Conclusion

On previous occasions, we have advocated that any biological agent should not be used in routine clinical practice until a solid amount of data has been released on its efficacy. This is to avoid any indiscriminate use that does not help the medical community and may even be harmful for patients. We still strongly believe in this statement, but we must also acknowledge that most orthopaedic practitioners are “careful” users of those products; therefore, if sound research is necessary to endorse routine application, then routine application must be constantly supported by science. This means that scientific publications should protect our everyday practice and legitimate our choices. Many of us are currently using PRP or MSCs from various sources as minimally invasive treatments for OA with the aim of delaying more invasive approaches in young patients or in patients affected by significant comorbidities. We are doing this because, in recent years, some relevant evidence has emerged on the safety and efficacy of these products, especially PRP, which many recent meta-analyses have proved to be superior to viscosupplementation. To this purpose, it is worth underlining that the guidelines of many international societies do not consider biological injections for knee OA at all-or even recommend against their use. This is the case for the American Academy of Orthopaedic Surgeons, whose guidelines state that “inconclusive evidence” exists on the role of biologics. Osteoarthritis Research Society International guidelines do not even discuss the role of biologics, limiting the choice to only corticosteroids and hyaluronate. The American College of Rheumatology instead “strongly” recommends against the use of PRP or MSCs in hip and knee OA, whereas they only recommend against the use of prolotherapy and intra-articular botulinum toxin, which are not exactly the most common therapeutic treatments used by most orthopaedic practitioners.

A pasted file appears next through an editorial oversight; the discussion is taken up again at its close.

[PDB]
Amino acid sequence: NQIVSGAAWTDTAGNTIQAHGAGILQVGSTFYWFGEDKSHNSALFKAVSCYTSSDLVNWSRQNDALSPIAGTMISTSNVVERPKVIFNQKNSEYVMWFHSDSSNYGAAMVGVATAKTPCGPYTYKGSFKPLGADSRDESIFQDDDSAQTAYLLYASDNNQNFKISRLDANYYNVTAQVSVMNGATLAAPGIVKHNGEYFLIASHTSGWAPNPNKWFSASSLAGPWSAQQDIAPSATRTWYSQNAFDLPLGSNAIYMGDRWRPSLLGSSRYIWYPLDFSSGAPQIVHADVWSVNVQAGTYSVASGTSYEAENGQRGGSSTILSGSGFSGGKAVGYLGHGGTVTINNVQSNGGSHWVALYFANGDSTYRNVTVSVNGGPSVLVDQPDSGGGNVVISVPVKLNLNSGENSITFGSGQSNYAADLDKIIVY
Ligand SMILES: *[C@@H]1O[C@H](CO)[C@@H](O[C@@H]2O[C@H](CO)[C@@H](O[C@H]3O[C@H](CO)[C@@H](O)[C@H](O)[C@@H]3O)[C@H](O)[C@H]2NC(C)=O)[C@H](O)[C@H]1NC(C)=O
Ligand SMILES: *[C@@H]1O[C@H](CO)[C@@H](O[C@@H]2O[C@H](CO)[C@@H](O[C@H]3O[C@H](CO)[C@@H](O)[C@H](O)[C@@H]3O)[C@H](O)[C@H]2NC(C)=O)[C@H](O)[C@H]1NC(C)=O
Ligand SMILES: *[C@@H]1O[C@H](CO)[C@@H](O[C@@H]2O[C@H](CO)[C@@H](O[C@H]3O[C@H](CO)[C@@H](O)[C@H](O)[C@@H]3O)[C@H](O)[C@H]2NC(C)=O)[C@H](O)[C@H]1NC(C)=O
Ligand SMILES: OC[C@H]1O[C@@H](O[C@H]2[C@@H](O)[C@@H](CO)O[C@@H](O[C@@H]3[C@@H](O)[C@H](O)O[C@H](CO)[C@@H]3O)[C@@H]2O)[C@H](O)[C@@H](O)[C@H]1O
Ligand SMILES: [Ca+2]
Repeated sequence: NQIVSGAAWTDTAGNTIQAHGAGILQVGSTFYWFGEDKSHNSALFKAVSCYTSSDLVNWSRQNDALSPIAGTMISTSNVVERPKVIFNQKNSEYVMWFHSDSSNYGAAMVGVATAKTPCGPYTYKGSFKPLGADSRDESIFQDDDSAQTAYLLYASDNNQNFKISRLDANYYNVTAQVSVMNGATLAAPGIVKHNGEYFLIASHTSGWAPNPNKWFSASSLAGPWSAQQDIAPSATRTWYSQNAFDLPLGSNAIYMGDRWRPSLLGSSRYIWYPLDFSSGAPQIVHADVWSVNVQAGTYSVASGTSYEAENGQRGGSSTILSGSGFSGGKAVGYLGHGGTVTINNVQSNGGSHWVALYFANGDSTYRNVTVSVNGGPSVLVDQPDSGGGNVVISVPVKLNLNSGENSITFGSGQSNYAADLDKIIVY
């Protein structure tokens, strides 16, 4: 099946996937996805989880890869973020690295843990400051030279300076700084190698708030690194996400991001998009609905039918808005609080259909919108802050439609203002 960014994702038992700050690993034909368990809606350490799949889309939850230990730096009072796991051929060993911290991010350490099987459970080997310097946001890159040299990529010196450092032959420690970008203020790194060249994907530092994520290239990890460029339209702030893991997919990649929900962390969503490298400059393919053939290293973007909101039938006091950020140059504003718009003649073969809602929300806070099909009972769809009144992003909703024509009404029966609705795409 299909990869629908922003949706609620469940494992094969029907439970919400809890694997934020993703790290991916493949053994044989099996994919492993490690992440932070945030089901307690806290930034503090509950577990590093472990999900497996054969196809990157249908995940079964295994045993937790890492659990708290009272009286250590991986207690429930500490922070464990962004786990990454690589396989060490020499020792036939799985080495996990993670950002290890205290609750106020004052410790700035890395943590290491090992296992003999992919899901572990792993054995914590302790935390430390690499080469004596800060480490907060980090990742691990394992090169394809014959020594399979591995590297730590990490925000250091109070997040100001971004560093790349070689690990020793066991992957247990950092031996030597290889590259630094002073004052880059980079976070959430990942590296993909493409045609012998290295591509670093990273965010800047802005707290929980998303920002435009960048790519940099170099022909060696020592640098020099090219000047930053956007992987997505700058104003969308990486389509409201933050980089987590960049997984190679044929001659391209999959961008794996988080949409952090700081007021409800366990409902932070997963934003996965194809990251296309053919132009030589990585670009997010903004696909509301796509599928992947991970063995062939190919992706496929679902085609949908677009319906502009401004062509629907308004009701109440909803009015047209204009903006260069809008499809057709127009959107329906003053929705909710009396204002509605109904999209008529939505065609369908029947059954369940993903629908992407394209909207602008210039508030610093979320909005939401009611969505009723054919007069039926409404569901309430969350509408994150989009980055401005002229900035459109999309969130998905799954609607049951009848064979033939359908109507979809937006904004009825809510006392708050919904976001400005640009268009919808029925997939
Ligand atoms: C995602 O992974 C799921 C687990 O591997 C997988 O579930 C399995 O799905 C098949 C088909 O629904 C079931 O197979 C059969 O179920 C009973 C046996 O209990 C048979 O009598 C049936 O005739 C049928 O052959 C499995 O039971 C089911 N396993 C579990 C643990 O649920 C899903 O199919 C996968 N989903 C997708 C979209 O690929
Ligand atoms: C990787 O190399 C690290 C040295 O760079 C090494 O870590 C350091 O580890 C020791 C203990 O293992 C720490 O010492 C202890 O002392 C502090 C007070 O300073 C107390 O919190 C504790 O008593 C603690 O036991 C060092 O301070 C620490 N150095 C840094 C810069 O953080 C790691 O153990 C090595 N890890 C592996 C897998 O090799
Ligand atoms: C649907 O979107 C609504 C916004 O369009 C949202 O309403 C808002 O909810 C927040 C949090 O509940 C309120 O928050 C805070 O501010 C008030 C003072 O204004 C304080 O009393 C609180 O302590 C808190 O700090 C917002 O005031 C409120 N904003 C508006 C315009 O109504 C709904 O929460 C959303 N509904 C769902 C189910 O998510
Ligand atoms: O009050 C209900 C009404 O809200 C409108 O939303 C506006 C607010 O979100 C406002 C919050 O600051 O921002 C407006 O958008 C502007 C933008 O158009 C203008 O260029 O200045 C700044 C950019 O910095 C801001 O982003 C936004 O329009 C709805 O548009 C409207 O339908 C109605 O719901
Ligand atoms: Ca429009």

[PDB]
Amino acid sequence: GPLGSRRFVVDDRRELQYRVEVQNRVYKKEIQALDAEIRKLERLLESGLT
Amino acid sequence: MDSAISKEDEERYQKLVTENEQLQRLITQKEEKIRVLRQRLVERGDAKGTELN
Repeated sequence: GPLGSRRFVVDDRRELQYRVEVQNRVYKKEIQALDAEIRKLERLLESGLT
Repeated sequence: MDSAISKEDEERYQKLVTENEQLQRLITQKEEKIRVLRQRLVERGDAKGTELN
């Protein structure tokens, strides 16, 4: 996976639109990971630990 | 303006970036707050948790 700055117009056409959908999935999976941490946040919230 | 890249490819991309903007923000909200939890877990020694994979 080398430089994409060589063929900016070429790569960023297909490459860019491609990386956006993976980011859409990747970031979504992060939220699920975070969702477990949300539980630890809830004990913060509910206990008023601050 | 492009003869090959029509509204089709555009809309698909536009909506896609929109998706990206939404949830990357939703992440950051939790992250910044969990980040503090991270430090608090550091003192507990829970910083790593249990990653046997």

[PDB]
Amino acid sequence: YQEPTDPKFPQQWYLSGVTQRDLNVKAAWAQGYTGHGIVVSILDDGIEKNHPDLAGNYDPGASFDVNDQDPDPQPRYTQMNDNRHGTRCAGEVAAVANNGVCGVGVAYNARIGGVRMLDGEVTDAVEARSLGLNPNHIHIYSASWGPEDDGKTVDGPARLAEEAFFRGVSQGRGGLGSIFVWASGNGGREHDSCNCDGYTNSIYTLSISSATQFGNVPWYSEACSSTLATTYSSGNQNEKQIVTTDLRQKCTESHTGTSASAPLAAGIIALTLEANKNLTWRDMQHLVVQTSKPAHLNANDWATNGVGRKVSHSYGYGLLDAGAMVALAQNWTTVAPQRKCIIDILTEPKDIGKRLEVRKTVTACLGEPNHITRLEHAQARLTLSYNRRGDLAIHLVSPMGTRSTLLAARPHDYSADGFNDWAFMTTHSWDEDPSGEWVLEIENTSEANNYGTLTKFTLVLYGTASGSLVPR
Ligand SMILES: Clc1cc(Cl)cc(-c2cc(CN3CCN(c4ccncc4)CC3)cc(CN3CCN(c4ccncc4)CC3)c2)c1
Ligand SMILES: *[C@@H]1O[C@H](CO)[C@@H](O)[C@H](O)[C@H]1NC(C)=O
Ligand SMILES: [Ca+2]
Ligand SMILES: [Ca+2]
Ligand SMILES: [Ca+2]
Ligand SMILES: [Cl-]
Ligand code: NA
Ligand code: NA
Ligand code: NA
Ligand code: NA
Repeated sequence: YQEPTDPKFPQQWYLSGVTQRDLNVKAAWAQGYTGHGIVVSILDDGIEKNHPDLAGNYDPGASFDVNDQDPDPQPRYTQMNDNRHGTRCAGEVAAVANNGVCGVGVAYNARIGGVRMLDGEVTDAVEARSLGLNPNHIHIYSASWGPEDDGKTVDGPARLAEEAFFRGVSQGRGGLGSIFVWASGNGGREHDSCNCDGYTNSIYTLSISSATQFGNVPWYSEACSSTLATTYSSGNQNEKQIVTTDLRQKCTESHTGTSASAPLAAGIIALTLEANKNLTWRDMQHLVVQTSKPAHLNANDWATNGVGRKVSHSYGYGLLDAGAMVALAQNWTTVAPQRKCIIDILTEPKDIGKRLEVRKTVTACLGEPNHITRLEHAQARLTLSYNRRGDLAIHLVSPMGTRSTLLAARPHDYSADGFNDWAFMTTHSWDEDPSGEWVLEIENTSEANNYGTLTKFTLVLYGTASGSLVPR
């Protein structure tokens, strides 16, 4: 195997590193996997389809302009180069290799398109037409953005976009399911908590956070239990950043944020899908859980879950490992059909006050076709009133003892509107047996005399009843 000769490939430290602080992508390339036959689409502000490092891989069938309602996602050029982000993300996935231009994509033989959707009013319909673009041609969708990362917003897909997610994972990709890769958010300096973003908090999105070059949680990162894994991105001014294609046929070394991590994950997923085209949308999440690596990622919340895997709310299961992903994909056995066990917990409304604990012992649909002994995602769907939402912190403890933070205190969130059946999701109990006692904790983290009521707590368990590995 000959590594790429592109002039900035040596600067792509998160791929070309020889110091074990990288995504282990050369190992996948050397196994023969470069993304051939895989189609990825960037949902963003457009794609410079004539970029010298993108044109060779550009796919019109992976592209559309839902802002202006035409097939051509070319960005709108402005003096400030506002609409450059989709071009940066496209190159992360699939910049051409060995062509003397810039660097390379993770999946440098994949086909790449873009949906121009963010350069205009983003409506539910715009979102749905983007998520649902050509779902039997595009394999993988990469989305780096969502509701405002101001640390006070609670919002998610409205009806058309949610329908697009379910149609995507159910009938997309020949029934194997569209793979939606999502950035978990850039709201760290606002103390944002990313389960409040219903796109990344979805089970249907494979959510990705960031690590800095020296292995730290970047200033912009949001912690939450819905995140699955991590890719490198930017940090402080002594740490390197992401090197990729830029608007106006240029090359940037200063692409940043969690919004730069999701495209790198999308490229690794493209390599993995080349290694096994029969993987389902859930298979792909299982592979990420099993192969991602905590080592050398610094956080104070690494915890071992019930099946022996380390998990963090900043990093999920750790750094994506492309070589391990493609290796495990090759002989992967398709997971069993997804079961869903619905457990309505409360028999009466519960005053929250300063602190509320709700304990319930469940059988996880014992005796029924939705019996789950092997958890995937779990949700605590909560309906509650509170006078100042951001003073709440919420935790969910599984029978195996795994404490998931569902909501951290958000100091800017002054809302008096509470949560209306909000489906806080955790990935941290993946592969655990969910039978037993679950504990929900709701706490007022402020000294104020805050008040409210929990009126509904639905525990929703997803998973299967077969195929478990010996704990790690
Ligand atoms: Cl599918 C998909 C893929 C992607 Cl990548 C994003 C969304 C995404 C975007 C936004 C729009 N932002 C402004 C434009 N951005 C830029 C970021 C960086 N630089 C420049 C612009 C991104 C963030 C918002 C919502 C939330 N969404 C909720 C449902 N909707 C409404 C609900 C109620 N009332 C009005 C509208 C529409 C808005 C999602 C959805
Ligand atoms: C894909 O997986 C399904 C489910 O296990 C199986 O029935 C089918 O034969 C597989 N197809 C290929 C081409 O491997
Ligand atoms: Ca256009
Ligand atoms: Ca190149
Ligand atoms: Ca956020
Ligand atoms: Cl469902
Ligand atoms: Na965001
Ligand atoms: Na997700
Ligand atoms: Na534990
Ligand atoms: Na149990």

References